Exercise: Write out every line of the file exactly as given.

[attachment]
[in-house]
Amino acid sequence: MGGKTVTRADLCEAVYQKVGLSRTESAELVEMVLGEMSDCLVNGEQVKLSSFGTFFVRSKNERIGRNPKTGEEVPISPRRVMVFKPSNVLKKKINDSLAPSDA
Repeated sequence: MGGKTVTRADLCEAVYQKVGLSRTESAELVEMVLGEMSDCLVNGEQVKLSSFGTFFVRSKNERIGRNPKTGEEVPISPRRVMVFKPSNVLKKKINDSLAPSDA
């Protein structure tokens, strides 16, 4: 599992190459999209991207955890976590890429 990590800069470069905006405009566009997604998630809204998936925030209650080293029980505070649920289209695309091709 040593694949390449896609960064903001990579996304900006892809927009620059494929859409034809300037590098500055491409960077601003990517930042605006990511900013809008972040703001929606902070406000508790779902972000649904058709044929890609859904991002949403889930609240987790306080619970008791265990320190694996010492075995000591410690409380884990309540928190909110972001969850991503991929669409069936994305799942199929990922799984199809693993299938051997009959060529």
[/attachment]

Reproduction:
[in-house]
Amino acid sequence: MGGKTVTRADLCEAVYQKVGLSRTESAELVEMVLGEMSDCLVNGEQVKLSSFGTFFVRSKNERIGRNPKTGEEVPISPRRVMVFKPSNVLKKKINDSLAPSDA
Repeated sequence: MGGKTVTRADLCEAVYQKVGLSRTESAELVEMVLGEMSDCLVNGEQVKLSSFGTFFVRSKNERIGRNPKTGEEVPISPRRVMVFKPSNVLKKKINDSLAPSDA
């Protein structure tokens, strides 16, 4: 599992190459999209991207955890976590890429 990590800069470069905006405009566009997604998630809204998936925030209650080293029980505070649920289209695309091709 040593694949390449896609960064903001990579996304900006892809927009620059494929859409034809300037590098500055491409960077601003990517930042605006990511900013809008972040703001929606902070406000508790779902972000649904058709044929890609859904991002949403889930609240987790306080619970008791265990320190694996010492075995000591410690409380884990309540928190909110972001969850991503991929669409069936994305799942199929990922799984199809693993299938051997009959060529």